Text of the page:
• Botulinum toxin type A;
  • Myoclonus;
  • Myokymia;
  • Spinal cord;
  • Scimitar syndrome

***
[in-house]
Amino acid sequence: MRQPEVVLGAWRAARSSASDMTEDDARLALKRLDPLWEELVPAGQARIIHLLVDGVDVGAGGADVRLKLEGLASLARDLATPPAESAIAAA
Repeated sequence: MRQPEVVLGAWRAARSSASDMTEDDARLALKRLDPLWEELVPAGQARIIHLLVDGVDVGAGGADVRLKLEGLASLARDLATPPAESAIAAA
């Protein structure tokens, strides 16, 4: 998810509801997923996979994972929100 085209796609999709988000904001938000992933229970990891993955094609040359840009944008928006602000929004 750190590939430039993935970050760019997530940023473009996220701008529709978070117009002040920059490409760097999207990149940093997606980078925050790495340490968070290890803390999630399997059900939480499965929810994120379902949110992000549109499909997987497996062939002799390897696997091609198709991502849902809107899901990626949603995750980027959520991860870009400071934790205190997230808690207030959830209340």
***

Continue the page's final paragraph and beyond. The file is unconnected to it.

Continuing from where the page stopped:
Botulinum toxin is now an established treatment for blepharospasm, hemifacial spasm, spasmodic torticollis, and spastic dysphonia. We report the effectiveness of botulinum toxin against painful limb myoclonus of spinal cord origin. The patient, a 16-year-old girl with a pulmonary vascular anomaly, Scimitar syndrome, suffered from an acute spinal cord infarct at age 11. She was left with paralysis of the right leg and bladder dysfunction. Four years after the original insult, she developed “painful cramping” and involuntary movements of the left thigh, which were unresponsive to a wide range of therapeutic trials. The movements were continuous, rhythmic, and confined to the left quadriceps muscles. Electromyographic examination revealed continuous myoclonic discharges. Treatment with botulium toxin in the left quadriceps muscles resulted in complete cessation of pain and marked reduction in amplitude of the movements, both clinically and electromyographically. This observation indicates the efficacy of botulinum toxin in the treatment of painful spinal myoclonus.